Some key aspects of an institute were also identified:

1 – Setting industry standards

As anybody who has ever tried to achieve agreement on an industry standard will know, it is one of the hardest things to resolve. Vested interests and embedded processes often dictate the shape of such standards, while new entrants will attempt to disrupt the market by using their own.

Given the pace of change that data and analytics has undergone over the last decade, this may explain the dearth of existing standards. Relevant ones include BS10015 Personal information management system and ISO27001 Information security, both of which focus on technical systems and their implementation. There is also the IST36 Standards Committee for geospatial data which has yet to deliver a report. 

BSI was reported in mid-2017 to be considering a standard for data ethics, which would move it closer to the behavioural and cultural dimensions which were identified as necessary. After all, you expect a lawyer to have a good technical understanding of applicable legislation and precendents – what you also need to be reassured about is that they will behave ethically, in your best interests and to the best of their ability. 

But the gap is clear – there is no commonly-agreed standard for what constitutes good practice in data. A putative institute would need to address this as a matter of urgency.

2 – Accrediting practitioners

Professional institutes are primarily educational bodies which measure their members against a set of standards and award certificates. In the best examples, these become common currency and a benchmark for knowledge and performance. 

For that to happen with a data institute, the consensus required to set industry standards would then need to be leveraged in order to build adoption. If employers start to expect candidates to hold a certificate which it has issued – and reward incumbents who decide to achieve certification – then this will embed both the institute and its accreditation into the industry.

3 – Continuous assessment and sanctions

While the baseline aspects of data, governance and models are relatively stable, things do change which will require refresher or update courses. It should be expected of certified members that they will maintain their skills and knowledge in this way.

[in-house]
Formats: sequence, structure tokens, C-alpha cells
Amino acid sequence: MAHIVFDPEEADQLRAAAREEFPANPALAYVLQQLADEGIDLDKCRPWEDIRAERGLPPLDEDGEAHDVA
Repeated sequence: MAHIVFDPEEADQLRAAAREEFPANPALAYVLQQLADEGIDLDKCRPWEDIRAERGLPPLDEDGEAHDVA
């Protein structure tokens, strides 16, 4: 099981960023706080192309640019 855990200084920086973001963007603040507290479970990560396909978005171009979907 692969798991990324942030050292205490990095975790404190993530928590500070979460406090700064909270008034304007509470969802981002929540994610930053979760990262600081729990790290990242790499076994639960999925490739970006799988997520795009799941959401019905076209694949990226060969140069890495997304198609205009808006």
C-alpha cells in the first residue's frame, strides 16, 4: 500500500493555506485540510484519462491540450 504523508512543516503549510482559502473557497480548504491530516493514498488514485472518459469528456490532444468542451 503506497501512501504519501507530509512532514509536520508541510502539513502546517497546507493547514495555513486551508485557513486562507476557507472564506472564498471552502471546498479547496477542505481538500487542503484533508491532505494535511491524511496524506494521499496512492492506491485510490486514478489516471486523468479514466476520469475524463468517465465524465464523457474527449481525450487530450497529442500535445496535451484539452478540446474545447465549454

To reinforce the professional standards being pursued, there should also be a mechanism for the institute to review any complaints or failures by members. Sanctions should be available which might include removing accreditation, either for a specific period and subject to remedial actions or even permanently. Achieving that level of enforcement usually requires recognition of an institute by government in order to avoid the challenge that it is restraining trade.

4 – Member and industry lobbying

Trade bodies play an important part in presenting the case of their sector to government, regulators or other parties who are considering actions that might have an impact. Professional bodies can also play this role where the effects are likely to be felt specifically by individuals.

Data practitioners have not enjoyed this type of representation except through the prism of specific sectors, such as techUK or the Direct Marketing Association. A professional institute with strong membership across a wide range of organisations would be likely to have a powerful voice.

Next steps

As with any action that is essentially political, the key questions to ask are, “if not now, when?” and “if not me, then who?”

On the first of these, DataIQ Leaders members were in agreement that there is a clear, current need for a professional institute. In some form or other, it seems likely that this will be addressed in the near term. 

On the second, a specific challenge was issued to DataIQ Leaders to be the convening body, even if it is not the ultimate place where the institute gets founded.

To progress the concept, funding is necessary to support the research involved in understanding what standards are appropriate, the willingness of organisations to recognise them, and the effect on recruitment and salaries of accrediting practitioners. A potential source for this was identified as the Information Commissioner’s Office which makes grants for data protection and rights-related initiatives.

Initial scoping will now be undertaken into the opportunity, feasibility and support for such a move. Watch this space!